As for the companies’ approach to AI, 45.8% of respondents said it was “measured, thoughtful” and “moving at the right speed.” However, the second largest cohort, at 26%, said their companies were “moving ahead quicker than we can ensure implementation of responsible AI.” Perhaps most concerning is that 19% have no programs to ensure responsible AI.

The survey was conducted in October and had 227 respondents, with 43.2% in North America, 25.1% in Western Europe and 9% in Africa. Slightly over half of the respondents worked in companies with fewer than 100 employees while the second largest cohort, at 12.8%, had more than 10,000. Half of respondents work in corporate management or R&D and technical strategy.

What success looks like

Despite the apparent enthusiasm for responsible AI, the path forward is fraught with challenges. Key among these is the lack of standardized definitions and benchmarks for what constitutes responsible AI. Additionally, the dynamic nature of AI technology means that regulations and corporate policies need to be continually updated.

That is why companies need to monitor their ethical AI practices. Here, the companies surveyed have a solid yet weaker showing: 60% said they measure whether responsible AI has been implemented correctly (lower than the nearly 90% that are implementing or have deployed ethical AI). Also, only 18.1% have these measures in place while 41.9% are still in progress.

These steps to measure ethical AI are part of a formal process with “clear steps and guidelines, plus monitoring,” meaning a team actively checks, measures or audits responsible AI practices, for 33.9% of respondents. The second largest group, at 21.1%, are those whose companies are still working on a process that has clear steps, guidelines and monitoring. Nearly a fifth have no process in place or do not know.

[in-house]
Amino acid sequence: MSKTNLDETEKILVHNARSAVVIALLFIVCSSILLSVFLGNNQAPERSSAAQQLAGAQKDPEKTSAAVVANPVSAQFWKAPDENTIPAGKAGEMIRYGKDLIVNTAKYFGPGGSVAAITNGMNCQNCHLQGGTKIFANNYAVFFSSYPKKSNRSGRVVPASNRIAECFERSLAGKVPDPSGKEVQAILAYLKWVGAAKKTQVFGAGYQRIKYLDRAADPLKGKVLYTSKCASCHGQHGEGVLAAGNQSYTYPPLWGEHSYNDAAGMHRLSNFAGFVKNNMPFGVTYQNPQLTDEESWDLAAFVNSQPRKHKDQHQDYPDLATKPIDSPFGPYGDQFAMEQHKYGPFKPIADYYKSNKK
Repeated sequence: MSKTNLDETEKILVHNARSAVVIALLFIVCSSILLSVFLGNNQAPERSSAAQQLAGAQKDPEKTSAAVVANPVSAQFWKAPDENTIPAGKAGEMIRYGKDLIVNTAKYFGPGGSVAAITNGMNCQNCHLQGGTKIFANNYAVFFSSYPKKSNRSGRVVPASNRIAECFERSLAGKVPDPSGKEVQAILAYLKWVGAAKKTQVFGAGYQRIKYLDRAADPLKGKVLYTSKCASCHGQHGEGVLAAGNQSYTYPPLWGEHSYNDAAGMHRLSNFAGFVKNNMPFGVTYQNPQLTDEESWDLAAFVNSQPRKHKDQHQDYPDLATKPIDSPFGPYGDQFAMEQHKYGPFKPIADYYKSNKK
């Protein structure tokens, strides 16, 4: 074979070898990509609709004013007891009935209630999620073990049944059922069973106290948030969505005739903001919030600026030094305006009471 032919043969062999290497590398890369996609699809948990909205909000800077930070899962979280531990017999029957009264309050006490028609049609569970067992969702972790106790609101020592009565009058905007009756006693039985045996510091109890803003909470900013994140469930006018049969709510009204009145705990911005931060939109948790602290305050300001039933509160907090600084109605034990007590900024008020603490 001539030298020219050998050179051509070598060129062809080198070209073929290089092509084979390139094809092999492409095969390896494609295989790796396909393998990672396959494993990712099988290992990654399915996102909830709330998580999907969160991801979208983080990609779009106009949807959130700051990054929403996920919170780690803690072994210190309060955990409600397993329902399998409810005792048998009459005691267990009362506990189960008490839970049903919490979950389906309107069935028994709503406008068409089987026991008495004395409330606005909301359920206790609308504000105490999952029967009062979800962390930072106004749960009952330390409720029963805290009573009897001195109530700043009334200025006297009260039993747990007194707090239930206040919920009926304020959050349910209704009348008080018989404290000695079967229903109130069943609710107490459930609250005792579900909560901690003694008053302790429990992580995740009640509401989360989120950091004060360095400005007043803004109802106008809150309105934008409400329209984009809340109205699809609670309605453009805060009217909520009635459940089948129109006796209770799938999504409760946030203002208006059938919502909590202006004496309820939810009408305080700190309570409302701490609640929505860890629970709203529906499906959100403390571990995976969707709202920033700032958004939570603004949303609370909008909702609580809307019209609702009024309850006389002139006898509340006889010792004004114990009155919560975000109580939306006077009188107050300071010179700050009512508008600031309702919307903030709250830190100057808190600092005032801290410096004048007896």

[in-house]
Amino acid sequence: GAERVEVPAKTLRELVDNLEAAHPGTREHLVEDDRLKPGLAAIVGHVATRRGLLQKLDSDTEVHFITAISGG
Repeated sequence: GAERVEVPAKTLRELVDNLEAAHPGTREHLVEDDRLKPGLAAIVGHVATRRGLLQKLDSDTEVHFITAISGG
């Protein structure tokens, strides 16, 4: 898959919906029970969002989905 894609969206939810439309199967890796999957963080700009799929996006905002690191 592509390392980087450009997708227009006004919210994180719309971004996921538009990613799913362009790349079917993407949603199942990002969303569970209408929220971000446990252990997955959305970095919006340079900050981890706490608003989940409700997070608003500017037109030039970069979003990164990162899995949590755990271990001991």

As for when companies start considering responsible AI issues, 40% said they do so before the technology is even designed or implemented while 41.4% said they do it during the design or implementation stage. Only 10.6% said they consider ethical AI issues after implementation.

Respondents also voted on the most important applications to have responsible AI built into them: predictive analytics (30.4%), followed by customer experience (27.3%) and chatbots and virtual assistants (20.3%).

Respondents also voted on the most important applications to have responsible AI built into them: predictive analytics (30.4%), followed by customer experience (27.3%) and chatbots and virtual assistants (20.3%). At the bottom are voice/speech recognition, text analysis and visual analytics. (Respondents selected two answers each.)

The survey’s findings underscore a critical juncture in the field of AI. As companies increasingly align with responsible AI practices, and governments move closer to enacting AI regulations, the stage is set for a new era in AI development: One where ethical considerations are not an afterthought but a fundamental aspect of AI innovation.

About the Author(s)

Deborah Yao


Deborah Yao runs the day-to-day operations of AI Business. She is a Stanford grad who has worked at Amazon, Wharton School and Associated Press.